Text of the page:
“Or do you not want to do this?” she continued. “You don’t want to kill me.” It was meant to be a question but when the girl’s eyes started to well she knew her answer.
“They said I have to,” Yvaine whispered, barely shaking her head.
“Why?” She knew who.
“They said as long as both of us live there will never be peace. That you made sure of that when she tried to kill me as a child instead of letting the natural succession occur.” She’d heard the rumour before. Of course, she had. It hurt but she’d long since decided to pay it no mind.
“I loved you, Yvaine. I never tried to kill you.”
“I know.” She sounded certain. The queen wasn’t sure why or how, but she knew it wasn’t time to question it. “But if I don’t kill you, they’re going to kill me. And I don’t want to die. But I don’t want to kill you.”
She knew Yvaine was seventeen; eighteen in two months. She fought like an experienced warrior, but looking at her, stubbornly refusing to let any more tears fall, she could only see she was a seventeen-year-old girl. A seventeen-year-old girl with an absurdly steady grip on a sword.
“They won’t,” she promised. “Not if you don’t go back. Not if you stay here.”
Evangeline hadn’t managed to truly shock the girl before, at least not visibly. Now, the assassin’s eyes doubled in size.
“Here?” The blade did move this time, but Evangeline wasn’t even sure if the girl was properly conscious of it. She was though; it was cool against her neck. Strangely, she wasn’t scared. Maybe it was because she realised the movement was because the younger girl was.
“As a guest. Not a prisoner.” It would cause drama. She knew that but what else was she supposed to do? “You’re the only weapon they have. You don’t have to let them use you. Without you, their plans mean nothing.”
Yvaine’s eyes shut as she inhaled deeply. It was almost deceptive. Like this, the queen knew it looked like she could probably escape. But she’d faced those who’d trained the girl. There was nothing close enough to truly give her a chance. Besides, she didn’t actually feel trapped. She didn’t feel like she needed to escape.
“You can’t begin to imagine the things I’ve done,” Yvaine whispered.
“I know what you’ve done.”
“Not all of it.”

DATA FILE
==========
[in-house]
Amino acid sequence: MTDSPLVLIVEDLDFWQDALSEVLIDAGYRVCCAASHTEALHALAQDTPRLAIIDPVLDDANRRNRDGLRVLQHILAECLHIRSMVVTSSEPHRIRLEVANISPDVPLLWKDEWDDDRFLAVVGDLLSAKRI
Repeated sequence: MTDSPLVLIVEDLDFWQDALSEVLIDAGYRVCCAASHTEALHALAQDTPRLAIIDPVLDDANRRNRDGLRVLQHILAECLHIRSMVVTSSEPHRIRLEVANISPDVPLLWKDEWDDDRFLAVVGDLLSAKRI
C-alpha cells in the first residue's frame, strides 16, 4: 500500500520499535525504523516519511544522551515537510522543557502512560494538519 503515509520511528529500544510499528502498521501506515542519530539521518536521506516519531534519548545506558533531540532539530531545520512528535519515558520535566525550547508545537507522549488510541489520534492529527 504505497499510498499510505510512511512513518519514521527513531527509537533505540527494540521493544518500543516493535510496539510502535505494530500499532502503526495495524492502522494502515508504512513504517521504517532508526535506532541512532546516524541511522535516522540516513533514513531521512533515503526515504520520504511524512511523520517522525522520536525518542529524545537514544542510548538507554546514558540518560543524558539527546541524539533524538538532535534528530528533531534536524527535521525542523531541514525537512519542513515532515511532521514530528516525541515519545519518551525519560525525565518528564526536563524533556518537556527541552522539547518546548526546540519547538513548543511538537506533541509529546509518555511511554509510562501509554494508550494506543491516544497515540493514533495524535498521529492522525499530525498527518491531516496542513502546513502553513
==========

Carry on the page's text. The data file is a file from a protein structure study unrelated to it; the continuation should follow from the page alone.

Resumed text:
“Maybe not but I do know who raised you. Who taught you and told you to do the things that you did. I don’t know if you wanted to do it though. Everything you did.”
“I did at first. I made them proud.” Yvaine’s eyes opened and locked with hers. “But then I actually saw what I was doing to those people. It made me sick. So, they agreed to make you my last target. It was what it was all leading up to anyway.”
“You don’t have to do it, Yvaine. Stay with me and I promise you, we will work this out.”
Intellectually, Evangeline knew the walls were cold. They were stone. Still, it had shocked her when she’d abruptly stepped back into it. The only thing that stopped her from flinching forwards was Yvaine’s blade. If she pressed any harder, it would break the skin.
“I don’t want to be queen.”
“Then don’t kill me,” she replied, slightly breathless. “Put down the sword.”
She could see the conflict in her little sister’s eyes. She wondered what she was debating. To kill her or let her live? To believe her and stay or think her a liar and leave? To look at her as a sister or not? Either way, Evangeline no longer had anywhere else to go. She held her breath…
Metal against stone rang throughout the room again. As Yvaine turned away, Evangeline exhaled deeply, her shoulders slumping for a moment, her head hanging. When she opened her eyes again, she realised Yvaine was crouched to the floor, shaking. Crying.
“Yvaine,” she said, tentatively placing a hand on her shoulder.
“I’m sorry,” she cried, the sound muffled. “I’m so sorry.”
The queen moved around, to her front, though Yvaine’s crying eyes were hidden behind her hands. She didn’t move them, even when her older sister pulled her into an embrace but, she crumpled into her, nonetheless.
“We can work this out together now,” Evangeline whispered, stroking her back.
And they did.